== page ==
However, even assuming the applicability of OCGA 17-10-2
(a) in the context of guilty plea hearings generally, appellant's sentences were nevertheless imposed pursuant to a plea bargain agreement. Such an "agreement may be considered as a contract. . . ." State v. Hanson, 249 Ga. 739
, 746 (3) (295 SE2d 297
) (1982). Plea bargain negotiations can serve the same purpose as the giving of notice under OCGA 17-10-2
(a). That statute does not require written notice, only "clear notice." Graham v. State, 171 Ga. App. 242
, 256 (17) (319 SE2d 484
) (1984). When plea bargain negotiations are conducted, the defendant can be given "clear notice" of what the State intends to rely upon in aggravation of sentencing at the guilty plea hearing. In the instant case, appellant clearly knew that, if he accepted the State's offer and pled guilty to the two offenses, the State intended to seek imposition of the mandatory life sentence for one of those offenses. Appellant also knew that, if he rejected the State's offer, he could then be tried separately on the three indictments, in which case, he faced the possibility of not only a life sentence for one of the three counts of selling cocaine, but also the possibility of enhanced sentences for all the other offenses as well. He elected to accept the State's offer and a contract was thereby created.
Despite his agreement with the State, appellant apparently urges that, immediately after he had pled guilty to the first of the two offenses, the State was nevertheless then required to renotify him that his now final conviction as to that offense would serve as the predicate for a life sentence on the second offense to which he was about to plead guilty. However, the giving of such formal renotification immediately prior to the guilty plea on the second offense would obviously be superfluous, since there was no "defect" in the predicate offense to which appellant had only just moments before pled guilty with the assistance of counsel. See Herring v. State, 238 Ga. 288
, 290 (4) (232 SE2d 826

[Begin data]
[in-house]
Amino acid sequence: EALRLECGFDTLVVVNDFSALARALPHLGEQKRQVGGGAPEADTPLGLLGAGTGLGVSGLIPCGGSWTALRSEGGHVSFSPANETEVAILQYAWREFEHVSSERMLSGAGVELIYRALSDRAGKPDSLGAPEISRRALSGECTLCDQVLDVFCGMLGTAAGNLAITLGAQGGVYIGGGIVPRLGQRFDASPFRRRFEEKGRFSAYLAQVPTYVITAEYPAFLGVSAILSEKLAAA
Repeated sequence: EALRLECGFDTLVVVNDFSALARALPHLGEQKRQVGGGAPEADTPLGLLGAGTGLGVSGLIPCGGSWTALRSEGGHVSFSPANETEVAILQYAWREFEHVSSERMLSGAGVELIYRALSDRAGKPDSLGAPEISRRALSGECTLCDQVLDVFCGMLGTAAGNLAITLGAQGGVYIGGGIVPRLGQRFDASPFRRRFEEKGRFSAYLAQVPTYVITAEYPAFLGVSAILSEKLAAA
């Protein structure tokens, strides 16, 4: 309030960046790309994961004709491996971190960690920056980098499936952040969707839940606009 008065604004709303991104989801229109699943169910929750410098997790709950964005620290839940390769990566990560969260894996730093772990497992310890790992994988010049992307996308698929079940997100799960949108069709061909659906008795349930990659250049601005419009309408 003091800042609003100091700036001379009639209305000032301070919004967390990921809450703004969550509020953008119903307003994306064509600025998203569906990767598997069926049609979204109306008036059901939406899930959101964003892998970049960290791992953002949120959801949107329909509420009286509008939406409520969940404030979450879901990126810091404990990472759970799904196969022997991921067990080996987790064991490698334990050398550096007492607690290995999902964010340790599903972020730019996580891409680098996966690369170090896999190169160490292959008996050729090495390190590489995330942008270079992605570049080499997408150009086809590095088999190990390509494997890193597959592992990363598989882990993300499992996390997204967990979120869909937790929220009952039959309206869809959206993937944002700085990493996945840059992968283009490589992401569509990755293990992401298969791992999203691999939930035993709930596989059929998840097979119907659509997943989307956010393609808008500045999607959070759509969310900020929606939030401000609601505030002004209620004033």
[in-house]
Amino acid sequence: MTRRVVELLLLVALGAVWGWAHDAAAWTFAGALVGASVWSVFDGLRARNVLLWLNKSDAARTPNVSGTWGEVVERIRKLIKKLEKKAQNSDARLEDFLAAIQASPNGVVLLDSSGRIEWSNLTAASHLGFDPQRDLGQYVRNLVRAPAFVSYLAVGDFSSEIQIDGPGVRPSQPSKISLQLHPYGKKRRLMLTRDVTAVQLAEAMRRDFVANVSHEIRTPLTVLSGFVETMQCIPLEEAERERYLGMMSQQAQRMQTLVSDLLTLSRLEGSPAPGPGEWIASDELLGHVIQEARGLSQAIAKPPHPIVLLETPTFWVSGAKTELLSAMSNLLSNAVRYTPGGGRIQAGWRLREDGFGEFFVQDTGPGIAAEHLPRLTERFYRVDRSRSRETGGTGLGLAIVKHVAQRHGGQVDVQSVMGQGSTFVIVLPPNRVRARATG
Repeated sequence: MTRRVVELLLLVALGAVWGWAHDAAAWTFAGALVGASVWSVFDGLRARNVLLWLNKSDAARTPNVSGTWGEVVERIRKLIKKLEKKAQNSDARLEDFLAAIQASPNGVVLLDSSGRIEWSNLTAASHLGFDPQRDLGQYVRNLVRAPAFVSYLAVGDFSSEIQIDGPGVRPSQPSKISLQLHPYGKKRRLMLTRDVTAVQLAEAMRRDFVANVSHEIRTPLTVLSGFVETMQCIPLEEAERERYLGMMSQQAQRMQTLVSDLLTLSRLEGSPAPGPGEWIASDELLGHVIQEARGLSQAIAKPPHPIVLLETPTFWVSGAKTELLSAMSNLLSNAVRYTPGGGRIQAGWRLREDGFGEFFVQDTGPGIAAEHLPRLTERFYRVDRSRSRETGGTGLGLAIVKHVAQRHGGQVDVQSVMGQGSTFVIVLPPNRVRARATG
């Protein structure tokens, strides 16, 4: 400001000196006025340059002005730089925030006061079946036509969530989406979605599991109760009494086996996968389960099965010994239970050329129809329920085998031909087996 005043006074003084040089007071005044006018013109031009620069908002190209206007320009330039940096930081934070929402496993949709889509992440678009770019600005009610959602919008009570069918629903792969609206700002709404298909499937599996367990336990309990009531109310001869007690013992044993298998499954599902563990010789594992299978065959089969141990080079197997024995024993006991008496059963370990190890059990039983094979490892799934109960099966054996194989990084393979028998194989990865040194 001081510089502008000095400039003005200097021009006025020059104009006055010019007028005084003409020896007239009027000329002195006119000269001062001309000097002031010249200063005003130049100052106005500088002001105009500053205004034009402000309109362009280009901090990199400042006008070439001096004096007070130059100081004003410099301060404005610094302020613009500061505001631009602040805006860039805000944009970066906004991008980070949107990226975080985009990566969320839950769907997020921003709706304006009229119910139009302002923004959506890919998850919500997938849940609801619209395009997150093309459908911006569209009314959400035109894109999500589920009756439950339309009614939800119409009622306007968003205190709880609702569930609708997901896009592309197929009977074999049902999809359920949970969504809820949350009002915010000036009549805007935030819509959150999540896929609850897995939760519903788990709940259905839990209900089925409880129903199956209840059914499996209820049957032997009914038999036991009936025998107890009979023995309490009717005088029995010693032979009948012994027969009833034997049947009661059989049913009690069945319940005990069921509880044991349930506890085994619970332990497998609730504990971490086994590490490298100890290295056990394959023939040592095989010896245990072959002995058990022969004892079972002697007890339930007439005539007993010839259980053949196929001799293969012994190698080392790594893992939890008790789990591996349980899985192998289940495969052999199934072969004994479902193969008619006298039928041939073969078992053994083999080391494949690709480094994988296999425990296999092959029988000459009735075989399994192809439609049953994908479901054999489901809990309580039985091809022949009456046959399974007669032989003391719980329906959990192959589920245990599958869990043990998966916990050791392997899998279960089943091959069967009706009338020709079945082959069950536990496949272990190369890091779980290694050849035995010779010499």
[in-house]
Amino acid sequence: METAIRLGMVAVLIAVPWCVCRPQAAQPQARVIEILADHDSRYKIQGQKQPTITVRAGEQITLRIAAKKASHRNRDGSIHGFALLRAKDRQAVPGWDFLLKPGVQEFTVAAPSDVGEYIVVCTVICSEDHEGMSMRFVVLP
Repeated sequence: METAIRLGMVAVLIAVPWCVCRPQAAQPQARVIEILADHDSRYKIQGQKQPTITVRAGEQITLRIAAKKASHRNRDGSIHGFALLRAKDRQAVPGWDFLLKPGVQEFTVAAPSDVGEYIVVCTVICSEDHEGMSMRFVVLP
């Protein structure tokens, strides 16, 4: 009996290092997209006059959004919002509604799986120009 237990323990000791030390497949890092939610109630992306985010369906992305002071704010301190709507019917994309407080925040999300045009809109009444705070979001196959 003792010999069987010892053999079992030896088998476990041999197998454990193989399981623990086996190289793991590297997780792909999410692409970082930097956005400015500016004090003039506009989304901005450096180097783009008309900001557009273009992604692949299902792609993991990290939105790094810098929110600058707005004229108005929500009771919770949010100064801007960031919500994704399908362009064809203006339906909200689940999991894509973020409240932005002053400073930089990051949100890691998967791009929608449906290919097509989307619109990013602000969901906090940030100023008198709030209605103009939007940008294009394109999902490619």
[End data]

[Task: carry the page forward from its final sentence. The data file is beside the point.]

) (1977). Moreover, at that point, it was not merely the State's intent to seek a life sentence as to the second offense. It was also appellant's intent to receive such a life sentence, as evidenced by his prior acceptance of the State's offer and failure to object when the trial court pronounced a life sentence. OCGA 17-10-2
(a) requires prior notification of the conviction or convictions upon which the State will subsequently rely for enhanced punishment. It does not require subsequent renotification of the conviction or convictions for which the defendant has already contracted to receive enhanced punishment.
Appellant agreed to enter, at one hearing, a guilty plea as to both the predicate offense and the offense for which a life sentence would be mandated under OCGA 16-13-30
(d). The State, in turn, agreed to dismiss all other charges pending against appellant on the three indictments. "The parties made a bargain. There is no evidence in the record that [the State] failed to live up to [its] part of the bargain." State v. Hanson, supra at 746 (3). Having accepted the benefit of the bargain with the State and secured the dismissal of all other charges pending against him on the three indictments, it is appellant who now seeks to avoid living up to his part of the bargain. This he cannot do. " '[P]ublic policy and the great ends of justice . . . require that the arrangement between the public prosecutor and the (defendant) be carried out[.]' " State v. Hanson, supra at 745 (3).
Michael C. Eubanks, District Attorney, Richard E. Thomas, J. Wade Padgett, Assistant District Attorneys, for appellee.